For those in Rakhine State who wish to pursue greater autonomy through negotiations for a federal system, channels for political discussion will be seriously narrowed by the dearth of representation from the state in Myanmar’s capital Naypyitaw. Armed resistance will become the more popular route to greater autonomy, handing the AA an election victory in the form of a richer recruitment base.

The AA’s ambition to build a larger force was previewed on October 14 in a public WeChat account in China, which reported the group’s plans to recruit an additional 50,000 fighters, opening recruitment to other ethnic nationalities across the country.

Getting Myanmar Democracy Back on Track

If the NLD were to win another national majority in the November 8 election, this victory will be tarnished by the fact that the conflict in Rakhine State is spinning out of control and even fewer doors are now open to a political settlement. The situation could also become a serious crisis for the Tatmadaw, which is mired in a battle with an increasingly powerful ethnic army on Myanmar’s western border, while other nonstate armed groups gain control over the eastern border.

Therefore, the real significance of the cancellation of elections in Rakhine State is the degree to which it will intensify conflict with the AA, presenting an immediate crisis for the new government that could derail plans for reform and progress toward peace and prosperity for the rest of the nation. That the Rakhine elections had to be so widely cancelled should send a clear warning to Naypyitaw that the government’s current strategy against the AA is not working and it is imperative to open doors to a negotiated resolution.

One possible starting point for a political discussion with current elected Rakhine leaders, during the interim period between the elections and the seating of the new parliament, could be the idea of conducting a limited election to fill the empty Rakhine seats as soon as possible in order to restore the elected representation the state deserves. This would require a concerted effort by both sides to eliminate or at least lower the level of conflict to allow peaceful, orderly elections. It might also be accompanied by a moratorium on hostage-taking by both sides as a prelude to a cease-fire.

The government in Naypyitaw should make a concerted effort to find a way to bring the AA into the peace process. This would provide a vehicle to begin serious discussions on the political outlines of an evolving federal system that provides greater autonomy to ethnic minorities. 

Without some peacebuilding initiatives by Naypyitaw—by civilian as well as military leaders—the conflict in Rakhine is likely to spiral further out of control, dragging the entire country into a crisis and making a resolution of the tragedy involving the Rohingya a distant dream. Until full Rakhine representation is restored, the 2020 election will remain incomplete and a worrisome sign of trouble on the road to democracy in Myanmar.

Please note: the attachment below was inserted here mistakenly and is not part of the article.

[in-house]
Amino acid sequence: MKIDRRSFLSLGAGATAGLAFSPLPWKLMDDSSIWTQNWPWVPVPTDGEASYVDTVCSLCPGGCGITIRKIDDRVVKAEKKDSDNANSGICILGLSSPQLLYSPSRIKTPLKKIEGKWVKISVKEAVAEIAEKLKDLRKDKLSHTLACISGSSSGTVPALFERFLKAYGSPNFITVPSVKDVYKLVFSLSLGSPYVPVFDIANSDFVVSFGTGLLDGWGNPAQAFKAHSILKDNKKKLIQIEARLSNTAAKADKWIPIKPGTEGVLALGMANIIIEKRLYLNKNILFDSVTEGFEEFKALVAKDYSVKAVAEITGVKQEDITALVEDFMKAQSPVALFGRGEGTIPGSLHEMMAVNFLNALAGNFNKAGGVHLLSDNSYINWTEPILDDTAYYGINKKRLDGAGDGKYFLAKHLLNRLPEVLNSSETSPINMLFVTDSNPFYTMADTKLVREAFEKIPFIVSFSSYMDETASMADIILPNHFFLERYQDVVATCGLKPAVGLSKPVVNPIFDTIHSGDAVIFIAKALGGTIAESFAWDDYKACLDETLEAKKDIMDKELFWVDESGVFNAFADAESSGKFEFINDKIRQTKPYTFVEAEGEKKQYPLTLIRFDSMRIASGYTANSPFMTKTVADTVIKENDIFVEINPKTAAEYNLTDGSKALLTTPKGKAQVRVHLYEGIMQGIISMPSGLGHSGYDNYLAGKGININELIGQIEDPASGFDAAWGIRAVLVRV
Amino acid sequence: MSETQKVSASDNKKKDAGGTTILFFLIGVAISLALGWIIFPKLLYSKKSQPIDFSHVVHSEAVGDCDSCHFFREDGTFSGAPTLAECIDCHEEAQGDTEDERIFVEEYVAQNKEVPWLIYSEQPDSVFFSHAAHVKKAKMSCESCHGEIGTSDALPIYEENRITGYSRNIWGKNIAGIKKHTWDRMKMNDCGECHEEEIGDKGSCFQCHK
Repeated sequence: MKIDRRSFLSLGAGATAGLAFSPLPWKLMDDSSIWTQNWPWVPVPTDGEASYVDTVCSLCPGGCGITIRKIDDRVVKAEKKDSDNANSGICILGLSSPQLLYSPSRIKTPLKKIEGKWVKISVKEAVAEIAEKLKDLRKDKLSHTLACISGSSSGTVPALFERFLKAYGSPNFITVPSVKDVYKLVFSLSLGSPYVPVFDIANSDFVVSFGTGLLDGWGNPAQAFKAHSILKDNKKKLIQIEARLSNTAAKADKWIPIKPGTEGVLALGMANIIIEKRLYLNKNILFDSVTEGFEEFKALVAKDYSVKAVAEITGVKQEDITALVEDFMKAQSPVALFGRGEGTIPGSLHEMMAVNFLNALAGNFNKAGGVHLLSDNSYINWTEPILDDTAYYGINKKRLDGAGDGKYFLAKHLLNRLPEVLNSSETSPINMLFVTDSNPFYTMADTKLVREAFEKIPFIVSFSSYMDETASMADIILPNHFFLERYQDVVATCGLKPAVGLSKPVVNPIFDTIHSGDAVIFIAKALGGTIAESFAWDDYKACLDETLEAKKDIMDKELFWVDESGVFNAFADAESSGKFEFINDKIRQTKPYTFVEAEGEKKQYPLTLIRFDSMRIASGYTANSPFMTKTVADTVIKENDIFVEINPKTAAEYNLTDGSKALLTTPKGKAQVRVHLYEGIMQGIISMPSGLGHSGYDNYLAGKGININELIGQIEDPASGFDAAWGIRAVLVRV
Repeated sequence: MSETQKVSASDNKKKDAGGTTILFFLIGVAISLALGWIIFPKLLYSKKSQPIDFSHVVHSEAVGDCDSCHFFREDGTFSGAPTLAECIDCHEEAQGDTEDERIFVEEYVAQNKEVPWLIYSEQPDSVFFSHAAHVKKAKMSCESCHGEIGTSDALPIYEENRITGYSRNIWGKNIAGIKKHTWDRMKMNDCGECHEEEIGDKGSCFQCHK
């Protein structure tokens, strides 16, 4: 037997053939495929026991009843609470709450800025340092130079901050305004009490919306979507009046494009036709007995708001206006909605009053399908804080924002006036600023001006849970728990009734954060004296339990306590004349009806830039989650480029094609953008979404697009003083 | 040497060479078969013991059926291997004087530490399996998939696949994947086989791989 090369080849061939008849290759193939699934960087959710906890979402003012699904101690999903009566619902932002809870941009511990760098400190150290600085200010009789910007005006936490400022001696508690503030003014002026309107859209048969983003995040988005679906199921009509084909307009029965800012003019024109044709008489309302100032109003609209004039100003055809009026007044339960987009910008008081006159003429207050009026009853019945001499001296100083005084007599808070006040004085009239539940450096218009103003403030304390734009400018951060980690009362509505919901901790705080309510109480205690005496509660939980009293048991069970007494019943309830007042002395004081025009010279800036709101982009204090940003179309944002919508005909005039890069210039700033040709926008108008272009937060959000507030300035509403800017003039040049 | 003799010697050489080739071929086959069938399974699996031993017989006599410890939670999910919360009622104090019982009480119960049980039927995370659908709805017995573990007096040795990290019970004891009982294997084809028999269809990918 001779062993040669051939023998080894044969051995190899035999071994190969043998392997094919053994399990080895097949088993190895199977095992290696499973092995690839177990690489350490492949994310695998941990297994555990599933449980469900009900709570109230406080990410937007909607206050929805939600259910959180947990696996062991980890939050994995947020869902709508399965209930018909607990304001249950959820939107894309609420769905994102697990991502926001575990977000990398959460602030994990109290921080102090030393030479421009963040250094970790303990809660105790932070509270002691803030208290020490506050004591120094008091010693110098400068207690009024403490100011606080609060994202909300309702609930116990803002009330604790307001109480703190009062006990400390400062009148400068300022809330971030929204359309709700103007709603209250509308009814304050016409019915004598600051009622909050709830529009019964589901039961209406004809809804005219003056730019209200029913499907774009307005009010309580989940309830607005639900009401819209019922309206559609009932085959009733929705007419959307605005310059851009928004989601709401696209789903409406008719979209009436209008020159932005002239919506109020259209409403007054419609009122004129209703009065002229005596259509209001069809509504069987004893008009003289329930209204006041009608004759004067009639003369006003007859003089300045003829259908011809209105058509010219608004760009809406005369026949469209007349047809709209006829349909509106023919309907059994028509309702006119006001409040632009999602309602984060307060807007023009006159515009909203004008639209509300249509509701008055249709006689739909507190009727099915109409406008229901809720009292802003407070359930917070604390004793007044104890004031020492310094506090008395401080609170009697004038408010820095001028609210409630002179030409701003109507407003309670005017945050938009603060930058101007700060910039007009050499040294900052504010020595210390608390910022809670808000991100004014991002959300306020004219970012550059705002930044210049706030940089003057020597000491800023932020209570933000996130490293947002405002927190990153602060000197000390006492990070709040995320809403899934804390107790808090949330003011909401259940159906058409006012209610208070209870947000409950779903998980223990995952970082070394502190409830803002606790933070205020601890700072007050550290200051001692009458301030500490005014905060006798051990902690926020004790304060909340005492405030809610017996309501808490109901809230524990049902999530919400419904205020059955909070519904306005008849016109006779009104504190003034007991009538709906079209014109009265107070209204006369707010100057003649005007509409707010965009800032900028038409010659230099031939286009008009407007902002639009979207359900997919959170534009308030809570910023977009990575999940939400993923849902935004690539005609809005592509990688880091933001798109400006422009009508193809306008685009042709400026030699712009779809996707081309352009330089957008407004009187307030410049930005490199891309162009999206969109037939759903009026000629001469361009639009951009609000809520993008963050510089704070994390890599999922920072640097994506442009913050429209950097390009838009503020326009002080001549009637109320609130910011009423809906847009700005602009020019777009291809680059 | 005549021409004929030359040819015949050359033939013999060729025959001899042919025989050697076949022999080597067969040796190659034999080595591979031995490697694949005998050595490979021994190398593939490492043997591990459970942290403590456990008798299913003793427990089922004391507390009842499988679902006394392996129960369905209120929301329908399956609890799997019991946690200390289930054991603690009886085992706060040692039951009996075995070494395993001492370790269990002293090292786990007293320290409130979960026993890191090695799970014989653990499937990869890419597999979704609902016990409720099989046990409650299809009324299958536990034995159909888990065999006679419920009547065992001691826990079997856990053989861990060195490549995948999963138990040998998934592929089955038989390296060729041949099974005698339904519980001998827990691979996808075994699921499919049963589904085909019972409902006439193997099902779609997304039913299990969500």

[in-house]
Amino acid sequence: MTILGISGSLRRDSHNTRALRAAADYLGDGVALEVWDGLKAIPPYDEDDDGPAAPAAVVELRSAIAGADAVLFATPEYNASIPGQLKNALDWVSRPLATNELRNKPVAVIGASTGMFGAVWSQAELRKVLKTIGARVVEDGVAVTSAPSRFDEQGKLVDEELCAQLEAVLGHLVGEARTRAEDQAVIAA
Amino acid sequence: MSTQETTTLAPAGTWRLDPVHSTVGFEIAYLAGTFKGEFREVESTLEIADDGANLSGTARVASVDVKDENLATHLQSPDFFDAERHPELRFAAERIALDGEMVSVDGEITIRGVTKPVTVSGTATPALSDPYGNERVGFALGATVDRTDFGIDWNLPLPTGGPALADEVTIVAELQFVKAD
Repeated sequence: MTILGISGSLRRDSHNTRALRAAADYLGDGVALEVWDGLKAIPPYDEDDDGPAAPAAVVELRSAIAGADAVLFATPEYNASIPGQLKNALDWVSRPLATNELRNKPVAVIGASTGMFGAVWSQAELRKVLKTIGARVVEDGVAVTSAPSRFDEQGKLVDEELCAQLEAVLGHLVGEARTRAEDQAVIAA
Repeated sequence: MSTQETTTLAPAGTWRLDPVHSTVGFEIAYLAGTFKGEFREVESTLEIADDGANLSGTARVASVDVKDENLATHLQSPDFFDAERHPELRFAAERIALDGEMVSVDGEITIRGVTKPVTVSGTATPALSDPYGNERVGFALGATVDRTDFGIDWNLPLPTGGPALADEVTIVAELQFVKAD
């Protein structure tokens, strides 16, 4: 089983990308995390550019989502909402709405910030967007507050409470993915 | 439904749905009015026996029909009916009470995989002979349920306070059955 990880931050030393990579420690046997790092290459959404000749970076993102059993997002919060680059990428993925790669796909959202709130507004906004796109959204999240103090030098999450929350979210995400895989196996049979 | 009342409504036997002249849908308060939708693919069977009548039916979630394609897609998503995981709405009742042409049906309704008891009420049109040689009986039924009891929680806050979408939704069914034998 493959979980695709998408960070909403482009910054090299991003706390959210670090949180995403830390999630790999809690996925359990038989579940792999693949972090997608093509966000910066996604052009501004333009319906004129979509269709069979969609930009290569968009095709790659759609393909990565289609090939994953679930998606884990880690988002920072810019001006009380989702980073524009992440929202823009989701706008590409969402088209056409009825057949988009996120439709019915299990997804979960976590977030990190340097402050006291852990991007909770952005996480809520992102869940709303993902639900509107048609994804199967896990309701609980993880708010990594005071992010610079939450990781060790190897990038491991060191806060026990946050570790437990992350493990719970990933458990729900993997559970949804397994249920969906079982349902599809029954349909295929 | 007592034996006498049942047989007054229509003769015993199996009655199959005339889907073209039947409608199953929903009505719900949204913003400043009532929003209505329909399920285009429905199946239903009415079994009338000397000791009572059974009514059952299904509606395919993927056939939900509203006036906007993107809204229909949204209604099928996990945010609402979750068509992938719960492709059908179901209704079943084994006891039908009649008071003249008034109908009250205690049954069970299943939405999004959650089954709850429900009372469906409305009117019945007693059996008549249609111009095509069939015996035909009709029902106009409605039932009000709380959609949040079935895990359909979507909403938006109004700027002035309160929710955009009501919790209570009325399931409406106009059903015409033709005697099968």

Related Publications

Myanmar Coup Weakens Southeast Asia Security and Cooperation

Myanmar Coup Weakens Southeast Asia Security and Cooperation

Tuesday, April 13, 2021

By: Brian Harding; Jason Tower

Southeast Asian governments have reacted to the coup in Myanmar in diverse ways that reflect divergent interests. Some, such as Singapore, have condemned the generals’ violence against anti-coup protesters. Others, including Vietnam, have strategic concerns behind their limited willingness to speak out. Cambodia may believe it benefits from the takeover as international attention shifts to Myanmar. They can all agree, though, that fallout from the coup is damaging the Association of Southeast Asian Nations (ASEAN) at a time when the broader regional order is in flux.

Type: Analysis and Commentary

Conflict Analysis & Prevention; Global Policy

China’s High-Stakes Calculations in Myanmar

China’s High-Stakes Calculations in Myanmar

Wednesday, April 7, 2021

By: Jason Tower

The ultimate outcome of Myanmar’s nine-week-old coup will affect a range of international actors — but none more than China. As Asia’s greatest power, China has strategic and economic stakes in its neighbor to the south that leave little space for genuine neutrality behind a façade of non-interference. Since February 1, Beijing has profoundly shaped the trajectory of post-coup violence and blocked international efforts to restore stability.

Type: Analysis and Commentary

Conflict Analysis & Prevention; Global Policy

Myanmar in the Streets: A Nonviolent Movement Shows Staying Power

Myanmar in the Streets: A Nonviolent Movement Shows Staying Power

Wednesday, March 31, 2021

By: Zarchi Oo; Billy Ford; Jonathan Pinckney

The people of Myanmar have opposed military rule in the past but never like this: In the face of horrific brutality by a lawless regime, Burmese have risen up in an historic national movement of nonviolent resistance. Led by young women, the fractious country has united across ethnic, generational and class lines, weaponizing social norms and social media in a refusal to accept the generals’ February 1 seizure of power.

Type: Analysis and Commentary

Nonviolent Action

Myanmar Coup: The International Shockwaves Have Just Begun

Myanmar Coup: The International Shockwaves Have Just Begun

Thursday, March 18, 2021

By: Jason Tower

Myanmar has collapsed into horrific violence since the military sought to retake full control of the country on February 1. Western governments have watched in distress as soldiers rounded up civilian leaders including State Counsellor Aung San Suu Kyi and President Win Myint, restricted internet access, rolled back individual freedoms and ultimately employed violence against the people. These domestic effects of the coup have been widely noted. USIP’s Jason Tower examines here the less discussed international security repercussions, the response of regional actors and options for preventing mass atrocities in the coming weeks.

Type: Analysis and Commentary

Conflict Analysis & Prevention

View All Publications